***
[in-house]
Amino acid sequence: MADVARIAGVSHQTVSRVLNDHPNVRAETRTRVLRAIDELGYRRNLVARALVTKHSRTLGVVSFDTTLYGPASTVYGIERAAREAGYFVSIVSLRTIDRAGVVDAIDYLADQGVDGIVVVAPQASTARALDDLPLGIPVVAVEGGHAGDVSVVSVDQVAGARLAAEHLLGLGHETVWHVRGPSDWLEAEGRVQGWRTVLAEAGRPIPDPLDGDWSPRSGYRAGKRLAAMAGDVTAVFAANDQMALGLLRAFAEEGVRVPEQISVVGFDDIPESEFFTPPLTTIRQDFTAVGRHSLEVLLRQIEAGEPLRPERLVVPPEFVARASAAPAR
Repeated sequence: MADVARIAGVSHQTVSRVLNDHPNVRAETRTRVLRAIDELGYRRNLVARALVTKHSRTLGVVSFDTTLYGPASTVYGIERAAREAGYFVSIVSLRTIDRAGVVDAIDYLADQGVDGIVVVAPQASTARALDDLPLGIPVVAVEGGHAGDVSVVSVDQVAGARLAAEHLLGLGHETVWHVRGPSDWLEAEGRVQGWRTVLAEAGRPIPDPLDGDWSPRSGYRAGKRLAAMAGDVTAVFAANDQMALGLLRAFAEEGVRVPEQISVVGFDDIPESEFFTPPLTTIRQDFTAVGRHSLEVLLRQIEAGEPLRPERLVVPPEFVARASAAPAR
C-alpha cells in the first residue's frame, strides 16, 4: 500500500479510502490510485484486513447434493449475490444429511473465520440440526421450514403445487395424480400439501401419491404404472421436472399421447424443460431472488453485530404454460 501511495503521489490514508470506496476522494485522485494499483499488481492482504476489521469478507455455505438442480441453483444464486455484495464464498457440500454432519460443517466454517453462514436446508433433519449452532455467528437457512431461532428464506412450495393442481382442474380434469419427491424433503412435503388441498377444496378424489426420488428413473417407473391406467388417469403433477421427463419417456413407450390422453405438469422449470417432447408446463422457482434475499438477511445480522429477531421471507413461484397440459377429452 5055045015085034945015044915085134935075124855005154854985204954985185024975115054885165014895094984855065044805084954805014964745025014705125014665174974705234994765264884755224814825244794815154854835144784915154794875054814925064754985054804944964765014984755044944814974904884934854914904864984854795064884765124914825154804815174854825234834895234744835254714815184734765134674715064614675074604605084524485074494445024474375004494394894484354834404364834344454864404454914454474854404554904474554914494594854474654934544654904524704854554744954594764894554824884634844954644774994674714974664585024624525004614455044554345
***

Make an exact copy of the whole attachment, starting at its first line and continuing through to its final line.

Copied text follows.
[in-house]
Amino acid sequence: MADVARIAGVSHQTVSRVLNDHPNVRAETRTRVLRAIDELGYRRNLVARALVTKHSRTLGVVSFDTTLYGPASTVYGIERAAREAGYFVSIVSLRTIDRAGVVDAIDYLADQGVDGIVVVAPQASTARALDDLPLGIPVVAVEGGHAGDVSVVSVDQVAGARLAAEHLLGLGHETVWHVRGPSDWLEAEGRVQGWRTVLAEAGRPIPDPLDGDWSPRSGYRAGKRLAAMAGDVTAVFAANDQMALGLLRAFAEEGVRVPEQISVVGFDDIPESEFFTPPLTTIRQDFTAVGRHSLEVLLRQIEAGEPLRPERLVVPPEFVARASAAPAR
Repeated sequence: MADVARIAGVSHQTVSRVLNDHPNVRAETRTRVLRAIDELGYRRNLVARALVTKHSRTLGVVSFDTTLYGPASTVYGIERAAREAGYFVSIVSLRTIDRAGVVDAIDYLADQGVDGIVVVAPQASTARALDDLPLGIPVVAVEGGHAGDVSVVSVDQVAGARLAAEHLLGLGHETVWHVRGPSDWLEAEGRVQGWRTVLAEAGRPIPDPLDGDWSPRSGYRAGKRLAAMAGDVTAVFAANDQMALGLLRAFAEEGVRVPEQISVVGFDDIPESEFFTPPLTTIRQDFTAVGRHSLEVLLRQIEAGEPLRPERLVVPPEFVARASAAPAR
C-alpha cells in the first residue's frame, strides 16, 4: 500500500479510502490510485484486513447434493449475490444429511473465520440440526421450514403445487395424480400439501401419491404404472421436472399421447424443460431472488453485530404454460 501511495503521489490514508470506496476522494485522485494499483499488481492482504476489521469478507455455505438442480441453483444464486455484495464464498457440500454432519460443517466454517453462514436446508433433519449452532455467528437457512431461532428464506412450495393442481382442474380434469419427491424433503412435503388441498377444496378424489426420488428413473417407473391406467388417469403433477421427463419417456413407450390422453405438469422449470417432447408446463422457482434475499438477511445480522429477531421471507413461484397440459377429452 5055045015085034945015044915085134935075124855005154854985204954985185024975115054885165014895094984855065044805084954805014964745025014705125014665174974705234994765264884755224814825244794815154854835144784915154794875054814925064754985054804944964765014984755044944814974904884934854914904864984854795064884765124914825154804815174854825234834895234744835254714815184734765134674715064614675074604605084524485074494445024474375004494394894484354834404364834344454864404454914454474854404554904474554914494594854474654934544654904524704854554744954594764894554824884634844954644774994674714974664585024624525004614455044554345